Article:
Some restrictions on abortion needed

The Senate has once again approved a ban on so-called “partial-birth” abortions. Although the vote fell three votes short of a veto-proof margin, it is clear that the center of gravity in the abortion debate has shifted, even if only slightly. President Clinton has already promised to veto the ban for the second year in a row. But it is evident that after more than two decades of expansive abortion rights under Roe vs. Wade, many Americans are expressing reservations, and the nation’s leaders are listening.
The specific procedure at issue is known technically as intact dilation and extraction. The practice is most often used to abort fetuses after 20 weeks of pregnancy, even when the potential child is capable of life outside the womb. It requires doctors to begin delivery for a living fetus, legs first, while leaving the head in the birth canal. The skull is then pierced and the brain sucked out. A dead fetus is delivered. Most Americans agree that such abhorrent procedures should be outlawed, unless the life of the mother is at stake.
Before the Senate passed the ban last Tuesday, President Clinton said he would support an alternative proposal prohibiting abortions after the fetus becomes viable. That proposal, initiated by Senate Minority Leader Tom Daschle, D-S.D., did not include the typical catch-all exception permitting termination of the pregnancy if a woman’s doctor deems it necessary to protect the mother’s health. Daschle narrowed the exception to cases threatening death or “grievous physical injury” to the woman.The proposal’s significance stems not only from the support it has received from the president, but also from the turnabout it marks for its author. Daschle, a staunch pro-choice advocate who boasts a 100 percent approval rating from the National Abortion Rights Action League, opposed a partial-birth ban last year. Although the Senate quickly rejected Daschle’s proposal, the measure represents a long-overdue acknowledgement from pro-choice leaders that a majority of Americans believe there should be some restrictions on how late abortions can be performed.The Senate-approved bill is more restrictive than Daschle’s proposal. It does not grant doctors any leeway to perform abortions once the fetus is viable, except to save the life of the mother. After his proposal was defeated, Daschle unexpectedly voted for the stricter version of the ban. He insists he only did so with the hope that Clinton would sign it into law, and the courts could then declare it unconstitutional. But Daschle is up for re-election next year and South Dakota is one of 10 states that have enacted their own partial-birth abortion restrictions. Like other traditionally pro-choice lawmakers who supported the ban this year, he is obviously staking out a more moderate position.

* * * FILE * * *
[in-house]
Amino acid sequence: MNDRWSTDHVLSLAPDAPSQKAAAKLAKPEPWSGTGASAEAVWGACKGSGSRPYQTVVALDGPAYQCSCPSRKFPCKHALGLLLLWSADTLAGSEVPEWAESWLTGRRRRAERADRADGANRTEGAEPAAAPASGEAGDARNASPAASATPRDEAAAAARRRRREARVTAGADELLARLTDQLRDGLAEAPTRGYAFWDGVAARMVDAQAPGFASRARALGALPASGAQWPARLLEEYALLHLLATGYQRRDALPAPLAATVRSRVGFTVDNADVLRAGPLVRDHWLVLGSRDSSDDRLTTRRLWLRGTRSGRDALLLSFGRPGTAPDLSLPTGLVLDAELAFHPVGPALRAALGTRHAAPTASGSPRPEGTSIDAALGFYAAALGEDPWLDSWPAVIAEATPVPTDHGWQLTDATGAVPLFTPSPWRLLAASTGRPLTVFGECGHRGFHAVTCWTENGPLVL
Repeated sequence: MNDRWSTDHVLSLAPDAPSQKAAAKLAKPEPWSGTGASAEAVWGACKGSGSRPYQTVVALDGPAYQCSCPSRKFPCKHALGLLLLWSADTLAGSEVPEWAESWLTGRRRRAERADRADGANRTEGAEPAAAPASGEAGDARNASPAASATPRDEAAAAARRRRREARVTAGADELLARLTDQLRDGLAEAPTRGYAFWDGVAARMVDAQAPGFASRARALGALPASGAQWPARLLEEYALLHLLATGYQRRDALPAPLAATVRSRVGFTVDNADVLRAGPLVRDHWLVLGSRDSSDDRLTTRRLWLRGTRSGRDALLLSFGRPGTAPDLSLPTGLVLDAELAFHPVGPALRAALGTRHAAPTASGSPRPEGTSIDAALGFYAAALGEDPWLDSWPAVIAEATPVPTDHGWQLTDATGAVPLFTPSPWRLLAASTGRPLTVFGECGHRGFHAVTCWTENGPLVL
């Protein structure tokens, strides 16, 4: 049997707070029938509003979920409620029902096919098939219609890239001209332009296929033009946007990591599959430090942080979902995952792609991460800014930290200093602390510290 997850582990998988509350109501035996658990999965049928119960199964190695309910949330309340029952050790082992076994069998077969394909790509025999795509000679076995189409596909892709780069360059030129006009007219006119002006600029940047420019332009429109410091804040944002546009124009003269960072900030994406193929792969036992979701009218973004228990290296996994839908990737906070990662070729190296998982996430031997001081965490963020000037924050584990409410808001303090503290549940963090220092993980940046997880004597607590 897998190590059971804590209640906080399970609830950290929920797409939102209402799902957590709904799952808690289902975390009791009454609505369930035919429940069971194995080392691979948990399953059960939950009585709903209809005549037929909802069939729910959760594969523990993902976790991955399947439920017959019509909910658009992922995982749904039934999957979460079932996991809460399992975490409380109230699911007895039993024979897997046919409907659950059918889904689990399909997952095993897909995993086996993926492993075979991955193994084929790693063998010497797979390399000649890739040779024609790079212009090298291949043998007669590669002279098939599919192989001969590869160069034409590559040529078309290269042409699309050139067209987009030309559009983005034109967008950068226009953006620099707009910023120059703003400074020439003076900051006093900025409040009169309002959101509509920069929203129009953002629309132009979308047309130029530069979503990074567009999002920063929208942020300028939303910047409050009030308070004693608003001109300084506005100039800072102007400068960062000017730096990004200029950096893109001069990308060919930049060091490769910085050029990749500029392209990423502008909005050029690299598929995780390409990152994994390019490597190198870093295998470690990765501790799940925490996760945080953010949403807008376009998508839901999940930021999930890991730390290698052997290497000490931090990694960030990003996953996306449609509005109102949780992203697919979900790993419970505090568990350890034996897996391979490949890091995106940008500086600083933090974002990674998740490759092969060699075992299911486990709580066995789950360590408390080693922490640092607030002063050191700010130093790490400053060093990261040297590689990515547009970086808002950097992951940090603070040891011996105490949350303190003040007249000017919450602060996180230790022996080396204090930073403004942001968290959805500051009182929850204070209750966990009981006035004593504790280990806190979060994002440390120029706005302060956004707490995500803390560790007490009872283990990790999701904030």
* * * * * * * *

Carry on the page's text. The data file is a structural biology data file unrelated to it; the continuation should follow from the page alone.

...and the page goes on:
Clinton, no doubt, will veto the ban, despite the measure’s endorsement from the American Medical Association. Public revulsion over partial-birth procedures is, however, on the rise. The Senate will surely revisit the issue again next session. A reasonable compromise seems possible for the first time in more than 20 years. The life of the mother and a woman’s right to choose should always serve as principal considerations. But unless the mother’s life is severely threatened, an unborn child capable of surviving outside the womb ought to come first.